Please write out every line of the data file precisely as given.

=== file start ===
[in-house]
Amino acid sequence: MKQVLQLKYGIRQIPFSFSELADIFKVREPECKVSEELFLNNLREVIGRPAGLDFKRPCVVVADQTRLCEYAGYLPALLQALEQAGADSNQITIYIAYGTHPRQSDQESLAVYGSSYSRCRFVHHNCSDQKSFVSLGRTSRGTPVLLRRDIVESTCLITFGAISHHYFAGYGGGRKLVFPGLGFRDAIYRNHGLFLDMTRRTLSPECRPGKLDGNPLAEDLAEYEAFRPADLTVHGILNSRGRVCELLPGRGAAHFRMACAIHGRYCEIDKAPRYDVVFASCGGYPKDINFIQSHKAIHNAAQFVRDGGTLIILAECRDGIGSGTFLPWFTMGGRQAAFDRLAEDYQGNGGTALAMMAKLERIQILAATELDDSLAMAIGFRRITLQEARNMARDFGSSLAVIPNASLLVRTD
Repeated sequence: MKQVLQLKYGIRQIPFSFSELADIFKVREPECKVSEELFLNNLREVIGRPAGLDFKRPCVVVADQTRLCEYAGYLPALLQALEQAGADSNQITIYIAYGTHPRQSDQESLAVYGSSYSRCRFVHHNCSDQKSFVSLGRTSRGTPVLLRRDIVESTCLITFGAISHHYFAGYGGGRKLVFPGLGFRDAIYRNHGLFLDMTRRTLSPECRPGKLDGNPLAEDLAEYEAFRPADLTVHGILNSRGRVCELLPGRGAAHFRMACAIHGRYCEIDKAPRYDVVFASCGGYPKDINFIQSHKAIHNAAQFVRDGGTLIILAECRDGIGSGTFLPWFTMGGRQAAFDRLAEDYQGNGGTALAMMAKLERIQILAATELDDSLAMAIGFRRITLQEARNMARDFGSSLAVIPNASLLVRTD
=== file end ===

[in-house]
Amino acid sequence: MKQVLQLKYGIRQIPFSFSELADIFKVREPECKVSEELFLNNLREVIGRPAGLDFKRPCVVVADQTRLCEYAGYLPALLQALEQAGADSNQITIYIAYGTHPRQSDQESLAVYGSSYSRCRFVHHNCSDQKSFVSLGRTSRGTPVLLRRDIVESTCLITFGAISHHYFAGYGGGRKLVFPGLGFRDAIYRNHGLFLDMTRRTLSPECRPGKLDGNPLAEDLAEYEAFRPADLTVHGILNSRGRVCELLPGRGAAHFRMACAIHGRYCEIDKAPRYDVVFASCGGYPKDINFIQSHKAIHNAAQFVRDGGTLIILAECRDGIGSGTFLPWFTMGGRQAAFDRLAEDYQGNGGTALAMMAKLERIQILAATELDDSLAMAIGFRRITLQEARNMARDFGSSLAVIPNASLLVRTD
Repeated sequence: MKQVLQLKYGIRQIPFSFSELADIFKVREPECKVSEELFLNNLREVIGRPAGLDFKRPCVVVADQTRLCEYAGYLPALLQALEQAGADSNQITIYIAYGTHPRQSDQESLAVYGSSYSRCRFVHHNCSDQKSFVSLGRTSRGTPVLLRRDIVESTCLITFGAISHHYFAGYGGGRKLVFPGLGFRDAIYRNHGLFLDMTRRTLSPECRPGKLDGNPLAEDLAEYEAFRPADLTVHGILNSRGRVCELLPGRGAAHFRMACAIHGRYCEIDKAPRYDVVFASCGGYPKDINFIQSHKAIHNAAQFVRDGGTLIILAECRDGIGSGTFLPWFTMGGRQAAFDRLAEDYQGNGGTALAMMAKLERIQILAATELDDSLAMAIGFRRITLQEARNMARDFGSSLAVIPNASLLVRTD